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Thread: Schwalbe Marathon Plus Tire Pressure?

  1. #11
    http://www.amazon.com/Campbell-Hausf...air+compressor

    http://www.amazon.com/Slime-COMP-07-...0JFD1ABD40JYMJ

    http://www.sportaid.com/sportaid-cc2...ompressor.html

    Several buying options, but these will get you up to higher pressures. I have the Campbell Hausfeld rechargeable, nice to throw in the back of the truck for weekends, handcycle riding, etc. just in case. I run my Schwalbes at 115.

  2. #12
    Suspended Andy's Avatar
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    I use a tank-style compressor which gets to 150 or a bit over, with a on-board regulator/guage, and a gas station style chuck on the hose (no lever, just press on to fill). Combined with Schwalbe screwed-on style Schrader valves for stability, I can fill to 145psi and pop the chuck off with little or no air loss after filling. I think I got that compressor on sale at Homey Despot for under $100 with the accessories...great setup for nice low-rolling resistance tires

  3. #13
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    Chas, what size wheels and tires are you on? How did you put 2nd set of tires on? Manually or shop? If manual, use anything? Difficult or easy to change? I just purchased my 2nd set of tires. Waiting for them to show up. Not sure if I should play game of do change myself or just take to shop and pay the $. Shop can probably change tires faster than I can release/attach wheel. I am leaning toward change myself when they arrive.

    Quote Originally Posted by chasmengr View Post
    I'm on my 2nd set of MPEs; been running them at 140# for four years (I like hard tires), and top them off every week (at which time they're down to ~125) with a Serfas FMP-500 Floor Pump (I can stand), which pumps to 260 psi.




    Sheldon Brown's website on bicycles discusses tire pressures.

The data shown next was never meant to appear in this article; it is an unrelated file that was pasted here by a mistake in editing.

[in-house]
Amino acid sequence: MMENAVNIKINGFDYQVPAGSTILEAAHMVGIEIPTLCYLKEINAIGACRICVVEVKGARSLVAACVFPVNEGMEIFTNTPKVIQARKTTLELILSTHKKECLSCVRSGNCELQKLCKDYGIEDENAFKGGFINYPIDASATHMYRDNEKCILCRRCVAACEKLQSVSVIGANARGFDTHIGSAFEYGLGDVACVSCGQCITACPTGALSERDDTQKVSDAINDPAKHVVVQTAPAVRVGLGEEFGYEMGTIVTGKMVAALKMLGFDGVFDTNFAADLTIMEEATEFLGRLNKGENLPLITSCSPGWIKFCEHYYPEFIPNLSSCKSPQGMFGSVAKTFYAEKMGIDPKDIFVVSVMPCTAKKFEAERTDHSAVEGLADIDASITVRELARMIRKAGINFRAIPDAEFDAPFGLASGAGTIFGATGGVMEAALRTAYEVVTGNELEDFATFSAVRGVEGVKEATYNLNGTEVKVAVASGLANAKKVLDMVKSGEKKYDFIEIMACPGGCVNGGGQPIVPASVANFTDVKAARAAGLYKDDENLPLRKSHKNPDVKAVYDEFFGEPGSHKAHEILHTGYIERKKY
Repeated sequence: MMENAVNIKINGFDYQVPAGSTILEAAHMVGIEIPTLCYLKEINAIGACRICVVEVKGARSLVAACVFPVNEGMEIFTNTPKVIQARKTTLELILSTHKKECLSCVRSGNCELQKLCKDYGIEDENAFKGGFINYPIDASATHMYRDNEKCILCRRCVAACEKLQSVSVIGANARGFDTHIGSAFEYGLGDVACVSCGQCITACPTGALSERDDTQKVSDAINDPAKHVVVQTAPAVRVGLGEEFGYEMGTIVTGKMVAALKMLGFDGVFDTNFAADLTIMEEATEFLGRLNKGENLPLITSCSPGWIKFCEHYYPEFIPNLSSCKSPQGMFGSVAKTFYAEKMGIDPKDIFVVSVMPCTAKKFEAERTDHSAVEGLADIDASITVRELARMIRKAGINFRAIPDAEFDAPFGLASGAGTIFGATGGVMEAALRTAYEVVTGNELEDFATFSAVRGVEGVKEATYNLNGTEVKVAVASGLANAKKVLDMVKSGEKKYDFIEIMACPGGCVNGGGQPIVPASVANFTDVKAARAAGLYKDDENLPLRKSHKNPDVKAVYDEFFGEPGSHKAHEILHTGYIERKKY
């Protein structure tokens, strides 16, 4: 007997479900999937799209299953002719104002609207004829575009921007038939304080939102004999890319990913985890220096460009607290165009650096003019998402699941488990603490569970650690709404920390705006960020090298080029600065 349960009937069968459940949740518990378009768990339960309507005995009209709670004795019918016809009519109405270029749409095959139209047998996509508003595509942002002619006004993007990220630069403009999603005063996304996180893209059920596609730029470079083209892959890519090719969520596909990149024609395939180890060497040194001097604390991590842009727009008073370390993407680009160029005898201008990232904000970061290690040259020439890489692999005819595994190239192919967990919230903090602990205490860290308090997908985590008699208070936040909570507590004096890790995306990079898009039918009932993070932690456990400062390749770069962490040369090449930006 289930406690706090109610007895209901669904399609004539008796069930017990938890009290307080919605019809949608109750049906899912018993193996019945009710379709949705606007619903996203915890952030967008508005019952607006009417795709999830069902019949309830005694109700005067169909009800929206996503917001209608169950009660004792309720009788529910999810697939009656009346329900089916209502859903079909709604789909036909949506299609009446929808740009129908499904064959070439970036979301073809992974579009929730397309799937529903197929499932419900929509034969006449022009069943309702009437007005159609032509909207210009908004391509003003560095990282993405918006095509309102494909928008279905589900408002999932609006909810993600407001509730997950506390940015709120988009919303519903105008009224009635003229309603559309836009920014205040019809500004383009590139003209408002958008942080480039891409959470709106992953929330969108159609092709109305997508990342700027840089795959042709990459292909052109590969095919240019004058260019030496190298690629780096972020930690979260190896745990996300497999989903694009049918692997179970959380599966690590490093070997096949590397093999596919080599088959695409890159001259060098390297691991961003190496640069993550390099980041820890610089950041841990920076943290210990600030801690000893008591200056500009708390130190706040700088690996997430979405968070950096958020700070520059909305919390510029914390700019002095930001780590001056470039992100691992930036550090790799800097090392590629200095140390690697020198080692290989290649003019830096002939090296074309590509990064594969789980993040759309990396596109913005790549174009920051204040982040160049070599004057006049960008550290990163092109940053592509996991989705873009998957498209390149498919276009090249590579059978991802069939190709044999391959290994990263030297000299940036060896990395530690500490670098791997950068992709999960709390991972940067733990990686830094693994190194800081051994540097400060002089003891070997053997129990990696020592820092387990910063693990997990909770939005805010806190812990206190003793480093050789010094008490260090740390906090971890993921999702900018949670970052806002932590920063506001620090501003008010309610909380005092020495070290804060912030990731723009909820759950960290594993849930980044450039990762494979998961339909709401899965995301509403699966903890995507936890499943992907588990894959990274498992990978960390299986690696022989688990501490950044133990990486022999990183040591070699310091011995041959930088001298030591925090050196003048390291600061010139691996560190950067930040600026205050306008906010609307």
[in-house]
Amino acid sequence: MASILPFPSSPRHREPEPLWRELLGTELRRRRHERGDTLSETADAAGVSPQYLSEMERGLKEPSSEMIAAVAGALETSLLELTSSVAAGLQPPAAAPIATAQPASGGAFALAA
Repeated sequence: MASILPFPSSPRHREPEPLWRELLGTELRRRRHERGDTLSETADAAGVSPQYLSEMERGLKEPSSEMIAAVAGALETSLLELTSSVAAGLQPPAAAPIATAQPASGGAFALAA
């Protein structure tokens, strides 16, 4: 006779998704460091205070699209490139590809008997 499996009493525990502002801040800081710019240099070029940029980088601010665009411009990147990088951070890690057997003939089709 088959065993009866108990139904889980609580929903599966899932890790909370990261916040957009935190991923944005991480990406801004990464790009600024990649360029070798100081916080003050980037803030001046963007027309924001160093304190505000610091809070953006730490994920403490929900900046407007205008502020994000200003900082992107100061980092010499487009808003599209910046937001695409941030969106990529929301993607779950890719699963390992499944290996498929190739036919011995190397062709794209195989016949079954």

4. #14
    In my youth, I was an avid bicyclist, and learned a lot. Now I change my own tires with a valve wrench, tire irons (edit: three bare-metal tire irons), and a floor pump with gauge. I run 559 MagicWheels.

    I even changed a flat on my AeroZ while away from home awhile back. I always carry tools, extra tubes, and a CO2 inflater.

    Pneumatic tires are easy to change with the right tools and know-how (edit: and sufficient hand function). The most common nube error is a pinched tube. If you've never changed a bike tire before, pay a bike shop to do it, and ask to watch and learn. Then the first time you try it yourself, have extra tubes. You're quite likely to pinch a few.

    One technique I always use includes removing valve stems from new tubes before mounting them. After mounting tire and tube fully on wheel, inflate each tube almost full; when you remove the hose, the tire deflates, and wrinkles (future leaks) are gone. Reinsert valve stems, and inflate to desired pressure. Always use quality rim tape over spoke heads. If you're running high pressure tires (like Schwalbe MPEs), use quality tubes, too.
    Last edited by chasmengr; 12-12-2014 at 12:04 PM.
    Chas
    TiLite TR3
    Dual-Axle TR3 with RioMobility DragonFly
    I am a person with mild/moderate hexaparesis (impaired movement in 4 limbs, head, & torso) caused by RRMS w/TM C7&T7 incomplete.

    "I know you think you understand what you thought I said, but what I don't think you realize is that what you heard is not what I meant."
    <